Open-Jet Hurricane Testing Facility. The open-jet hurricane simulator was recently built and calibrated to create wind profiles that mimic wind characteristics over open/suburban terrain. The large-scale test section is 4 m x 4 m, capable of creating actual hurricane winds at high speeds. In terms of instruments, the facility has two cobra probes for wind velocity measurements, two load cells, five accelerometers, four magneto-rheological dampers, a shake table, a laser sensor for displacement measurements, and a 256-channel pressure measuring system to be used with the open-jet simulator independently from the instruments available at the wind tunnel.

solar building Bridge Tall Building


smart structure MR Damper shake table

Large-scale open-jet hurricane testing facility, Shake table, MR dampers, and active mass damper for research on intelligent structures

LSU Wind Tunnel Laboratory. This laboratory includes two test sections (aerodynamic and boundary-layer studies). The test sections are 2′ x 2′ x 8′ and 2′ x 3′ x 10′ (aerodynamic) and 3.5′ x 4.25′ x 25′ (boundary-layer), respectively. The laboratory has a Laser-Doppler Velocimetry (LDV)) system for point-wise measurements of up to two velocity components, cobra probes for three components of velocity measurements, a High-Resolution Digital Photography (HRDP) system for visualization studies, a pressure scanning system capable of sampling up to 128 pressure taps, six components (three forces, three moments) sting balance for aerodynamic force measurements, and computer-driven data acquisition and traversing systems.

boundary-layer wind tunnel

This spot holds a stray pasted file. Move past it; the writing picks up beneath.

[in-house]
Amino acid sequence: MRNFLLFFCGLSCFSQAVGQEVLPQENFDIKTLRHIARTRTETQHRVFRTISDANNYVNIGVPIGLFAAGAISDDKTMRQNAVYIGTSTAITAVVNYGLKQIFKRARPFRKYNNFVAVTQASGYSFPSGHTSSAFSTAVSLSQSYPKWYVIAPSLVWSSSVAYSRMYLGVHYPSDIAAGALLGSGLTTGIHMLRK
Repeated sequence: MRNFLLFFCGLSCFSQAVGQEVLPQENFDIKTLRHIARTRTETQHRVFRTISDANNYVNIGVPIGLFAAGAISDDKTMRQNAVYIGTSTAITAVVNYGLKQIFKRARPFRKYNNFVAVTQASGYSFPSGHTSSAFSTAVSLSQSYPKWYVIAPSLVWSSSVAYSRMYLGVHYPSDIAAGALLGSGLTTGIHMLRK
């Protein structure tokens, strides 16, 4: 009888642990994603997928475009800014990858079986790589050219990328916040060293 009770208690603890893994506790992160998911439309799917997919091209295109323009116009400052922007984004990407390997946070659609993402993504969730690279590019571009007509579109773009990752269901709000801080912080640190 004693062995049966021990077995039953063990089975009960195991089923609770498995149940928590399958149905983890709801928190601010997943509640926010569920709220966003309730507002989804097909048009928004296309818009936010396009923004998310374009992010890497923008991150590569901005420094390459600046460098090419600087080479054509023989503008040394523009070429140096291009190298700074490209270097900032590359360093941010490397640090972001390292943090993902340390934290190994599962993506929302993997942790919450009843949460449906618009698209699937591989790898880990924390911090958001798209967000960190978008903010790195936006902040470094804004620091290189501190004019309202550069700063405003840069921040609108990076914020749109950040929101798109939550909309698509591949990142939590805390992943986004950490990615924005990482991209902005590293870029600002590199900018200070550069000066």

small open-jet hurricane simulator

LSU wind engineering testing facilities: boundary-layer wind tunnel and a small open-jet hurricane simulator

Computational Facilities

High-end PCs are available for numerical simulations. LSU has powerful computing facilities equipped with desktop computers devoted to student use. Engineering Software licenses include MATLAB, AutoCAD, ANSYS, ABAQUS, Visual BASIC, Visual C++, MS Office, and different operating environments. The high-performance computing (HPC) resources at LSU permit premium computing and support users with the best possible infrastructure to conduct their research. HPC@LSU provides system administration and consulting support for the Louisiana Optical Network Initiative (LONI) supercomputers. SuperMike was ranked second fastest in the academic world and 11th fastest in the world. 

Other Resources

3D Printer. The Department of Civil and Environmental Engineering at LSU has a 3D Printer that can create any shape with different materials. The 3D Printer is crucial for building aerodynamic features and architectural details.


Portable, Hurricane-Hardened Meteorological Towers 1
Portable, Hurricane-Hardened Meteorological Towers 2


Portable, Hurricane-Hardened Meteorological Towers. LSU operates two mobile hurricane towers – Storm 1 and Storm 2 – designed to be deployed in hurricane zones to collect meteorological data during landfalls. Storm 1 is a 10-meter tower with a structural steel lattice and a hinge in the middle to facilitate tower transportation in a folded position. The tower has outrigger legs that provide lateral support under severe windstorms. RM Young wind sensors can be installed at 2.5, 4, 5, 7.5, and 10 meters. In addition, a three-component velocity sensor and a vertical anemometer are at the 10 m height. Pressure, temperature, and relative humidity gauges are also at elevations of 2.5 and 10 meters. A precipitation gauge is at 2.5 meters. Storm 1 relies on six deep-cycle marine batteries to power sensors and data collection. These batteries provide the voltage necessary to maintain data collection from all sensors. The system sampled data from the sensors at 20 Hz onto a removable flashcard. Storm 2 is similar to Storm 1; however, it is 25-meter height.

Wind Cannon Facility at LSU. The facility includes a pneumatically actuated steel cannon with computer control to fire projectiles simulating wind-borne debris generated by hurricane-force winds. This cannon can replicate the effects of high wind speeds for different types of simulated wind-borne debris, including multiple small pebble-like missiles, typical 2" x 4" lumber missiles, and heavier (e.g., steel pipe) missiles. The facility allows accurate measurements of impact resistance and deformation of the impacted objects.

Flow Dynamics and Control Laboratory at LSU.